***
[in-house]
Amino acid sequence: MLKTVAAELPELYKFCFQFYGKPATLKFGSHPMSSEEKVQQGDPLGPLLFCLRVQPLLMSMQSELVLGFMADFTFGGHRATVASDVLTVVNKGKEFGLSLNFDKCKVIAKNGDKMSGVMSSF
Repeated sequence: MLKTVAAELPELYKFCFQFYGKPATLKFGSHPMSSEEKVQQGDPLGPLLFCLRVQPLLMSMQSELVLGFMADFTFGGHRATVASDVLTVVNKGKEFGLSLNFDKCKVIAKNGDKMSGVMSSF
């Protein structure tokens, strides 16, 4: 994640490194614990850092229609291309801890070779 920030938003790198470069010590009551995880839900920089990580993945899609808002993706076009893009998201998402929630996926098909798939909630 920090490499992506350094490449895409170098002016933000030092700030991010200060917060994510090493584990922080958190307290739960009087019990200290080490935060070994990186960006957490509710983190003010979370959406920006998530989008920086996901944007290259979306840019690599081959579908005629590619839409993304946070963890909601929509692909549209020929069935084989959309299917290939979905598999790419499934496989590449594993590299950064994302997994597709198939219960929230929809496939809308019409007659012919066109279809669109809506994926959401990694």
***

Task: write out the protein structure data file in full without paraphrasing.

[in-house]
Amino acid sequence: MLKTVAAELPELYKFCFQFYGKPATLKFGSHPMSSEEKVQQGDPLGPLLFCLRVQPLLMSMQSELVLGFMADFTFGGHRATVASDVLTVVNKGKEFGLSLNFDKCKVIAKNGDKMSGVMSSF
Repeated sequence: MLKTVAAELPELYKFCFQFYGKPATLKFGSHPMSSEEKVQQGDPLGPLLFCLRVQPLLMSMQSELVLGFMADFTFGGHRATVASDVLTVVNKGKEFGLSLNFDKCKVIAKNGDKMSGVMSSF
């Protein structure tokens, strides 16, 4: 994640490194614990850092229609291309801890070779 920030938003790198470069010590009551995880839900920089990580993945899609808002993706076009893009998201998402929630996926098909798939909630 920090490499992506350094490449895409170098002016933000030092700030991010200060917060994510090493584990922080958190307290739960009087019990200290080490935060070994990186960006957490509710983190003010979370959406920006998530989008920086996901944007290259979306840019690599081959579908005629590619839409993304946070963890909601929509692909549209020929069935084989959309299917290939979905598999790419499934496989590449594993590299950064994302997994597709198939219960929230929809496939809308019409007659012919066109279809669109809506994926959401990694």